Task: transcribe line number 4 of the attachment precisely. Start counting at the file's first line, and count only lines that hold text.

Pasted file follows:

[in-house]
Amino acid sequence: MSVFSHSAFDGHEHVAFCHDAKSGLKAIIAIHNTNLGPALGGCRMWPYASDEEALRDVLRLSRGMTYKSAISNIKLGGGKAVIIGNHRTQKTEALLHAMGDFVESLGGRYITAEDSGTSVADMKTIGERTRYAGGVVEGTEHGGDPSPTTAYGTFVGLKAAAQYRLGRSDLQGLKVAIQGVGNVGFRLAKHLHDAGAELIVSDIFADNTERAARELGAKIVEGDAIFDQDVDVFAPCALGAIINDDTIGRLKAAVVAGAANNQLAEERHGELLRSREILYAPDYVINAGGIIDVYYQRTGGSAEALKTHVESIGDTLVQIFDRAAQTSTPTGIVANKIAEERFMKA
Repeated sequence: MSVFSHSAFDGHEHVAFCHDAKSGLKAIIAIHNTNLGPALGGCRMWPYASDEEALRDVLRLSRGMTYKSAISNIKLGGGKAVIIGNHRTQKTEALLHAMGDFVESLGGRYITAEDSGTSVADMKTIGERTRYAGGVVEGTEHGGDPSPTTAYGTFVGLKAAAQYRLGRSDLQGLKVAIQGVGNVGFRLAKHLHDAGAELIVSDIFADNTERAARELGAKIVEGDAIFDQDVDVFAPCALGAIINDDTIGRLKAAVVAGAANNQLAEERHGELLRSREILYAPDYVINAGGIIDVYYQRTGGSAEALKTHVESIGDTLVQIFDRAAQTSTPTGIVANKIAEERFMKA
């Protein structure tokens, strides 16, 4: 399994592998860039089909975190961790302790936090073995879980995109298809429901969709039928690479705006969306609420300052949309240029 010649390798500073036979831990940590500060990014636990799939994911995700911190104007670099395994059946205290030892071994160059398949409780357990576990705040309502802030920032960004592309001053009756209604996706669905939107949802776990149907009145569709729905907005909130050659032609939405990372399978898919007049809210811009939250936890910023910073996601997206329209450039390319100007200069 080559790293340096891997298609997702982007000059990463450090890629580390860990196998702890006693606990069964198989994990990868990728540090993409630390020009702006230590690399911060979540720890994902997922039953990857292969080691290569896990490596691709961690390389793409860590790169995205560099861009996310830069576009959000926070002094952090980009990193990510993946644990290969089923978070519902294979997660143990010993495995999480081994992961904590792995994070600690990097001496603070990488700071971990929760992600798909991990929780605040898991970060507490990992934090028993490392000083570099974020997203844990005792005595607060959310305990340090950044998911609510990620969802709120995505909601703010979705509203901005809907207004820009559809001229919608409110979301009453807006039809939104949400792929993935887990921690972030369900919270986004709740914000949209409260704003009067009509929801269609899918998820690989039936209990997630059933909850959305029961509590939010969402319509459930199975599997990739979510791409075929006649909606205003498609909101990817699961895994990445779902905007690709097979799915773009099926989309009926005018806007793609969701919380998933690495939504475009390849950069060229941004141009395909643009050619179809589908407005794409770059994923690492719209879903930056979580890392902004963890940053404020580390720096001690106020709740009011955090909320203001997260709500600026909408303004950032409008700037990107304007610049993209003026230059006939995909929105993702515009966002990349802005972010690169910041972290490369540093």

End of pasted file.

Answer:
């Protein structure tokens, strides 16, 4: 399994592998860039089909975190961790302790936090073995879980995109298809429901969709039928690479705006969306609420300052949309240029 010649390798500073036979831990940590500060990014636990799939994911995700911190104007670099395994059946205290030892071994160059398949409780357990576990705040309502802030920032960004592309001053009756209604996706669905939107949802776990149907009145569709729905907005909130050659032609939405990372399978898919007049809210811009939250936890910023910073996601997206329209450039390319100007200069 080559790293340096891997298609997702982007000059990463450090890629580390860990196998702890006693606990069964198989994990990868990728540090993409630390020009702006230590690399911060979540720890994902997922039953990857292969080691290569896990490596691709961690390389793409860590790169995205560099861009996310830069576009959000926070002094952090980009990193990510993946644990290969089923978070519902294979997660143990010993495995999480081994992961904590792995994070600690990097001496603070990488700071971990929760992600798909991990929780605040898991970060507490990992934090028993490392000083570099974020997203844990005792005595607060959310305990340090950044998911609510990620969802709120995505909601703010979705509203901005809907207004820009559809001229919608409110979301009453807006039809939104949400792929993935887990921690972030369900919270986004709740914000949209409260704003009067009509929801269609899918998820690989039936209990997630059933909850959305029961509590939010969402319509459930199975599997990739979510791409075929006649909606205003498609909101990817699961895994990445779902905007690709097979799915773009099926989309009926005018806007793609969701919380998933690495939504475009390849950069060229941004141009395909643009050619179809589908407005794409770059994923690492719209879903930056979580890392902004963890940053404020580390720096001690106020709740009011955090909320203001997260709500600026909408303004950032409008700037990107304007610049993209003026230059006939995909929105993702515009966002990349802005972010690169910041972290490369540093």